In an address at the Vatican Monday, Pope Francis attributed the terrorist attack on satirical publication Charlie Hebdo in Paris to a “culture of enslavement” and “deviant forms of religion.”
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The pontiff made the remarks Monday at his annual address to members of the diplomatic corps who are based in Vatican City. “Losing their freedom, people become enslaved, whether to the latest fads, or to power, money, or even deviant forms of religion,” he said.
“These are dangers which I pointed out in my recent Message for the World Day of Peace, which dealt with the issue of today’s multiple forms of enslavement. All of them are born of a corrupt heart, a heart incapable of recognizing and doing good, of pursuing peace.”
The leader of over 1.2 billion Catholic Christians worldwide continued:
“The Middle East is tragically embroiled in other conflicts which have lasted far too long, with chilling repercussions, due also to the spread of fundamentalist terrorism in Syria and in Iraq. This phenomenon is a consequence of the throwaway culture being applied to God.
“Religious fundamentalism, even before it eliminates human beings by perpetrating horrendous killings, eliminates God himself, turning him into a mere ideological pretext.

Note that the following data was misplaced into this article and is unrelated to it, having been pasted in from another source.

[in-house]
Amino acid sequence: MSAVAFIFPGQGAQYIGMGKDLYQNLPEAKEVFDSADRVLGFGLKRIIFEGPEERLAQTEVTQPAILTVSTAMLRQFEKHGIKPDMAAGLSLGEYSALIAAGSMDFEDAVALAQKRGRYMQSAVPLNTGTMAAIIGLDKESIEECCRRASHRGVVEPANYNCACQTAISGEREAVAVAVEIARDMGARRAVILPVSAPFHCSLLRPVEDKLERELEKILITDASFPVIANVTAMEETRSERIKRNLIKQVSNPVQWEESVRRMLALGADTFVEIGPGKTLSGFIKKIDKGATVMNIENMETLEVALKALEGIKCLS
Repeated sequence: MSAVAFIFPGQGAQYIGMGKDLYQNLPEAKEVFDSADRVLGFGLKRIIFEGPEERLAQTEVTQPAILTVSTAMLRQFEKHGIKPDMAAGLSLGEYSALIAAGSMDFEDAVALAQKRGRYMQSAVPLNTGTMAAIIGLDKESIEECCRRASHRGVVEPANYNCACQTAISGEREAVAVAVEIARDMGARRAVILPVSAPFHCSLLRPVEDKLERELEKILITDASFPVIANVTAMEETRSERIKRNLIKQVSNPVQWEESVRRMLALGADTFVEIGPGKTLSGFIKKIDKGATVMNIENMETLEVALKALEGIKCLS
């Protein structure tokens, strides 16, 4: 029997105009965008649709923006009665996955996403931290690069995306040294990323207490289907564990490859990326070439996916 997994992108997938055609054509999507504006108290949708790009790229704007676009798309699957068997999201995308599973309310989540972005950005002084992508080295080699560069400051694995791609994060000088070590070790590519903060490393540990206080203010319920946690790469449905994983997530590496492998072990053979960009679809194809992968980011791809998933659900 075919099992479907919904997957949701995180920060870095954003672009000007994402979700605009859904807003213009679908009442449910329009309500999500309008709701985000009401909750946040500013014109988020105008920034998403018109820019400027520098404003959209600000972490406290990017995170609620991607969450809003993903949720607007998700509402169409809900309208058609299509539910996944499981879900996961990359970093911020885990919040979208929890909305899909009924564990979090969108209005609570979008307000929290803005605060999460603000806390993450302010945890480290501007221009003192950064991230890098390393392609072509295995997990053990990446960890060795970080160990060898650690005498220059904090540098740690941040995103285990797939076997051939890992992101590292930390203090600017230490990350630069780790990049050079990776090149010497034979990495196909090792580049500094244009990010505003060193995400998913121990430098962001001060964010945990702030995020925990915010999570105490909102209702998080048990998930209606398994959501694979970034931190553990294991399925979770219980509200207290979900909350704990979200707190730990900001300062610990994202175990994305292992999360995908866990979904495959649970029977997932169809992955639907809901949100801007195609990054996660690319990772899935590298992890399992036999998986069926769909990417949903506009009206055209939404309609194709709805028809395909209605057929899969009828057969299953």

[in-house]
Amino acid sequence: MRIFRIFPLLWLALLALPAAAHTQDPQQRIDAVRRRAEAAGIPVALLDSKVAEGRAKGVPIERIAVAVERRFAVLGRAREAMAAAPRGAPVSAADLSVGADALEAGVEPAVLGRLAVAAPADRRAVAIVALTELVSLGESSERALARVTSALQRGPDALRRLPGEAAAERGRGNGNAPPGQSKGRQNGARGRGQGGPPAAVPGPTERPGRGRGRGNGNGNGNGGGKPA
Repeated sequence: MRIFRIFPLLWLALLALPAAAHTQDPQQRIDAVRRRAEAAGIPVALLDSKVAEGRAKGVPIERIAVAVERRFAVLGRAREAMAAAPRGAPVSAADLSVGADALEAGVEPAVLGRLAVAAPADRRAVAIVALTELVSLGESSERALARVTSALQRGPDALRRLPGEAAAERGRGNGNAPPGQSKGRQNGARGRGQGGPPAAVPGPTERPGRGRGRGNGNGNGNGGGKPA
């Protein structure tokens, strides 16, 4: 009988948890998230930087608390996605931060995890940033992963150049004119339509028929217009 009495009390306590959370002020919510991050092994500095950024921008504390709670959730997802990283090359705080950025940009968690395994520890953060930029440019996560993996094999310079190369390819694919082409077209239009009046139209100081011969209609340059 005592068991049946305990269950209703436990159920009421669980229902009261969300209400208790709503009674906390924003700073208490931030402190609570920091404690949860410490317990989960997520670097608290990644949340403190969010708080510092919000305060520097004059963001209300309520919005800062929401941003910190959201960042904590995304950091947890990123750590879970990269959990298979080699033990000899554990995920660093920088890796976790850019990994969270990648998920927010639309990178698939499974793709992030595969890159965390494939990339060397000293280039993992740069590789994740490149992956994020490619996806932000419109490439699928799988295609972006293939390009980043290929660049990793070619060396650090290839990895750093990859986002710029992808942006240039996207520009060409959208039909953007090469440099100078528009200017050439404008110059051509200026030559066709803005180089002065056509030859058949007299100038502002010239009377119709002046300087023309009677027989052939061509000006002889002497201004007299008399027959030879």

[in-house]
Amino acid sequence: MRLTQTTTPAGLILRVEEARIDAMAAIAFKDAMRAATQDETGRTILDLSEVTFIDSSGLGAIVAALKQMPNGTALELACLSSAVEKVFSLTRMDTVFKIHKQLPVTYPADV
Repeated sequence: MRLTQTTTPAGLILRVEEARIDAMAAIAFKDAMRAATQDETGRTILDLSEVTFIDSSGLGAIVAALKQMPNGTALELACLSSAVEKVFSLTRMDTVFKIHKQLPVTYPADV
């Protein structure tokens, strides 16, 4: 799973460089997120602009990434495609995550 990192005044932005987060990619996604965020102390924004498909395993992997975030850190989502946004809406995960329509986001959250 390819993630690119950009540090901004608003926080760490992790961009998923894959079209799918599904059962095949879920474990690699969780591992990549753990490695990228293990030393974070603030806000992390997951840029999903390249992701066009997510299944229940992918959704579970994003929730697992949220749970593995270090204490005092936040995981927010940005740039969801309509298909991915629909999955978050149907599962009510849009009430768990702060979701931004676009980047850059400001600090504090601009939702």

“In the face of such unjust aggression, which also strikes Christians and other ethnic and religious groups in the region – the Yazidis for example – a unanimous response is needed, on which, within the framework of international law, can end the spread of of acts of violence, restore harmony and heal the deep wounds which the ongoing conflicts have caused.”
This is not the first time in recent months Pope Francis has condemned Islamic extremism. In November, Francis released a joint declaration with Patriarch Bartholomew I, the leader of 250 million Orthodox Christians,
The statement was released November 30 – the Feast of St. Andrew – and condemned the killing of Christians in the Middle East. It read in part, “We cannot resign ourselves to a Middle East without Christians, who have professed the name of Jesus there for two thousand years.”
Many of our brothers and sisters are being persecuted and have been forced violently from their homes. It even seems that the value of human life has been lost, that the human person no longer matters and may be sacrificed to other interests. And, tragically, all this is met by the indifference of many.
Pope Francis now embarks on a one week trip to Asia, where he will visit the Philippines and Sri Lanka.
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